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Hoffmann, R. A wiki for the life sciences where authorship matters. Nature Genetics (2008)

Herpes simplex virus type 1 DNA polymerase requires the mammalian chaperone hsp90 for proper localization to the nucleus.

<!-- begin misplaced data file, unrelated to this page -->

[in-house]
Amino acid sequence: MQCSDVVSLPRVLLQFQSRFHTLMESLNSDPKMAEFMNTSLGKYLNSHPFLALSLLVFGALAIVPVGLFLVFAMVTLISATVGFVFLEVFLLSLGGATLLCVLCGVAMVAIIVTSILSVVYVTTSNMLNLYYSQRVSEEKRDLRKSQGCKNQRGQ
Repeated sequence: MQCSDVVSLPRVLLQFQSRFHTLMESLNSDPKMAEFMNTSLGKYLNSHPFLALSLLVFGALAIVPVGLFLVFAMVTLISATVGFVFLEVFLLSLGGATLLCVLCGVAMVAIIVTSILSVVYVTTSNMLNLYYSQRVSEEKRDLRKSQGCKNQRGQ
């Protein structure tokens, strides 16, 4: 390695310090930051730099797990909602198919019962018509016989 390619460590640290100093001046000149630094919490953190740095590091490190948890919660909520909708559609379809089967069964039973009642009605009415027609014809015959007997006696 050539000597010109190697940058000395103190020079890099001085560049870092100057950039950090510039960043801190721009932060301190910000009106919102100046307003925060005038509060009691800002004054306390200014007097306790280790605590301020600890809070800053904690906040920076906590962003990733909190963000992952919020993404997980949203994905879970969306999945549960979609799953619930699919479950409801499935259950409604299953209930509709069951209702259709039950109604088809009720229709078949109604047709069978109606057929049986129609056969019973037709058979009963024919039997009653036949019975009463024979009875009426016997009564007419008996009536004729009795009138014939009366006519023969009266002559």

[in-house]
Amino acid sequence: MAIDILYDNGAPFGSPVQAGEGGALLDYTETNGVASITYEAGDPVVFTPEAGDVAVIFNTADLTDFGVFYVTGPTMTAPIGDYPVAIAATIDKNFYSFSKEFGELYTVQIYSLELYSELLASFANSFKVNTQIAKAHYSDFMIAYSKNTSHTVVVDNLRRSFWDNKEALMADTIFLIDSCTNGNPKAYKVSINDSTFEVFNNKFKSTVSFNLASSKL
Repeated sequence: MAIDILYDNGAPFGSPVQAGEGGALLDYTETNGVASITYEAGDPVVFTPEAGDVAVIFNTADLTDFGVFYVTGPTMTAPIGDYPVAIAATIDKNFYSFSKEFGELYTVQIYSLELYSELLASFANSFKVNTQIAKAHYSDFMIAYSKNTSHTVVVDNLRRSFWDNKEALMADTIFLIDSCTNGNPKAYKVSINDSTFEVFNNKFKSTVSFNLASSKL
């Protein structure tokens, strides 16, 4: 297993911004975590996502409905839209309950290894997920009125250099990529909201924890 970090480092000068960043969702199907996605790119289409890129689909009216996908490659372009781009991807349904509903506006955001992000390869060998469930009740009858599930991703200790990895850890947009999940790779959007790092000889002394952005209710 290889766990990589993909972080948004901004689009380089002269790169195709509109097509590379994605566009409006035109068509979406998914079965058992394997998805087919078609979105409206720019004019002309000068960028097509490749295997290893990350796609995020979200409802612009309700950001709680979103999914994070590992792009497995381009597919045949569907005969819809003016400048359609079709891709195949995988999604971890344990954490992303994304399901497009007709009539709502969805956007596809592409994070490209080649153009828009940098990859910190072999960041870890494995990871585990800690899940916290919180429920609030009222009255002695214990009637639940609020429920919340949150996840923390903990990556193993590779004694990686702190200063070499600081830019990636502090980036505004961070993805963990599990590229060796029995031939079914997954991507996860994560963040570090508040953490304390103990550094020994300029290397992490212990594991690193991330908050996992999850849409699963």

Many viruses and bacteriophage utilize chaperone systems for DNA replication and viral morphogenesis. We have previously shown that in the herpes simplex virus type 1 (HSV-1)-infected cell nucleus, foci enriched in the Hsp70/Hsp40 chaperone machinery are formed adjacent to viral replication compartments (A. D. Burch and S. K. Weller, J. Virol. 78:7175-7185, 2004). These foci have now been named virus-induced chaperone-enriched (VICE) foci. Since the Hsp90 chaperone machinery is known to engage the Hsp70/Hsp40 system in eukaryotes, the subcellular localization of Hsp90 in HSV-1-infected cells was analyzed. Hsp90 is found within viral replication compartments as well as in the Hsp70/Hsp40-enriched foci. Geldanamycin, an inhibitor of Hsp90, results in decreased HSV-1 yields and blocks viral DNA synthesis. Furthermore, we have found that the viral DNA polymerase is mislocalized to the cytoplasm in both infected and transfected cells in the presence of geldanamycin. Additionally, in the presence of an Hsp90 inhibitor, proteasome-dependent degradation of the viral polymerase was detected by Western blot analysis. These data identify the HSV-1 polymerase as a putative client protein of the Hsp90 chaperone system. Perturbations in this association appear to result in degradation, aberrant folding, and/or intracellular localization of the viral polymerase.[1]


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